When I first arrived in Kenya, The Shelter site boasted this one baby boy. He was the prince of the entire compound. He has the temperament of an 80 year old man. Habitually serious, his smile in this picture is a newer addition to his face. Of course, I have a season pass to the emotional rollercoaster, myself. So we understand each other.
By December 2017, we added two other baby boys. Brothers. No one was sure how the transition would go. Most of us braced ourself for turf wars and tantrums. However, they became fast friends. They cried when break came and they were separated for Christmas. When one returned before the others, he refused to speak to anyone until his compatriots were restored to him.
I’ve actually known these brothers for two years. I met them first during my short term trip in the summer of 16′. They were so new to the program at that time and were being watched for cognitive delays and other malnutrition symptoms. Now all I see is the blossoming personalities of these two polar-opposites. The oldest is reserved, cautious, responsible, curious. The youngest is bold and fearless. He stands up on the swing all by himself, scales my body like a tree for a hug, and lives deaf to the soundtrack of, “careful! you’ll fall!” They are both ready with smiles and giggles…as long as it’s not nap time (see the anchor photo).
Then, in March, we added a fourth baby boy. He’s now the youngest (or last born, as we say in Kenya) of the site. He cried the first time he saw me. Many small Kenyan babies do when confronted with a white person. CoverGirl labels me “porcelain”, Africa seems to have settled on “ghostlike”. Now, he is the mostly smilie little guy I’ve ever met. He’s also, currently, nonverbal. We had all the doctors run all the tests just to confirm what we already know. There is nothing physically wrong with him and he’ll talk when he’s ready. In the meantime he’s been taught some sign language. He says, “thank you” after every meal.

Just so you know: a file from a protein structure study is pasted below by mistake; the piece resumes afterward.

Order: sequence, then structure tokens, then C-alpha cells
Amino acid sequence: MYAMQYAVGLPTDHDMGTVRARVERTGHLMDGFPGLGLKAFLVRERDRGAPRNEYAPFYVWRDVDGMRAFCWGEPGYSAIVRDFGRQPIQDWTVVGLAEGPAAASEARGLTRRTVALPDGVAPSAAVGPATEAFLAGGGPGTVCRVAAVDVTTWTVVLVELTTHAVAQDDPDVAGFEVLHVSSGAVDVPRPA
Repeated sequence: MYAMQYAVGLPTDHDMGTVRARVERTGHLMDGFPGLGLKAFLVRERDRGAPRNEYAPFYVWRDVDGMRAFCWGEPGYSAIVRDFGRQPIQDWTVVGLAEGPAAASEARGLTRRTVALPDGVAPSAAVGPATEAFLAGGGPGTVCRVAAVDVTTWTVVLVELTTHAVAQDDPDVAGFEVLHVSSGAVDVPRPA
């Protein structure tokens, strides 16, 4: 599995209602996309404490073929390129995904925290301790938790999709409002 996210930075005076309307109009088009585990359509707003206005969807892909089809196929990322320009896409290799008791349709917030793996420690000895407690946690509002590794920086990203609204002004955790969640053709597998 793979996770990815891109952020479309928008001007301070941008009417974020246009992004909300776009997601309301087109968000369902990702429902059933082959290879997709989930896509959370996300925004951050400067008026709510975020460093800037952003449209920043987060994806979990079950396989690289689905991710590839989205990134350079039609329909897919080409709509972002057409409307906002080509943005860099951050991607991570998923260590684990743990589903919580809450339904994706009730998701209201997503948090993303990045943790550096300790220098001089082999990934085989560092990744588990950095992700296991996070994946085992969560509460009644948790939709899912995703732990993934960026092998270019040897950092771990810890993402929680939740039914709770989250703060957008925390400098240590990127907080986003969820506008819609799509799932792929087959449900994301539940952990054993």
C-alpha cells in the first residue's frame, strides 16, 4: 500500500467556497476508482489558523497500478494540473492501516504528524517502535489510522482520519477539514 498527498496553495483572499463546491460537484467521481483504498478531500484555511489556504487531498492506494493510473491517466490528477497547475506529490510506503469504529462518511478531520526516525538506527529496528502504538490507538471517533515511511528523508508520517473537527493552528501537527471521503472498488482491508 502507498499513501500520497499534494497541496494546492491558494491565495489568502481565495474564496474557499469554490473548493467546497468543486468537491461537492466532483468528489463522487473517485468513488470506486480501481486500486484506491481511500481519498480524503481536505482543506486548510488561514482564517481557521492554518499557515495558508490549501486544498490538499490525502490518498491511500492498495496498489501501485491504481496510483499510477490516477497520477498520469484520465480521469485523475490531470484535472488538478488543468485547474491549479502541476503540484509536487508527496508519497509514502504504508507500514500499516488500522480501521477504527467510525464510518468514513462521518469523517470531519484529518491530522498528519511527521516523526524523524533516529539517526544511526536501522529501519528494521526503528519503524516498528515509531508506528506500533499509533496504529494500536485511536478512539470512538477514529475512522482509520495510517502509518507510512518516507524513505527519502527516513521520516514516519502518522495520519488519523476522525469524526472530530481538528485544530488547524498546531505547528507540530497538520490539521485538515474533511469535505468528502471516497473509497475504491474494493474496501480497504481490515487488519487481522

So, now there are four. And I’ve nicknamed them My Baby Boy Gang. They are the only ones home during the school day. They do everything together: live, play, eat, fight. Four simultaneous tantrums are the WORST. THING. EVER. But when you get to work, and they wave at you from their porch, calling your name, wanting hugs, or when they race into your office like a centipede with four heads throwing themselves at your lap, wanting to color, read, cuddle, and play with magnets, all I can do is acquiesce to their adorable power over us all and laugh when they pee in the corner.
I marvel that before any of us were even born, God was working out a plan to rescue and raise these baby boys to be healthy, vibrant, courageous men of God. I’m humbled to have a front row seat and a small part in that plan. I can’t wait to see what’s next!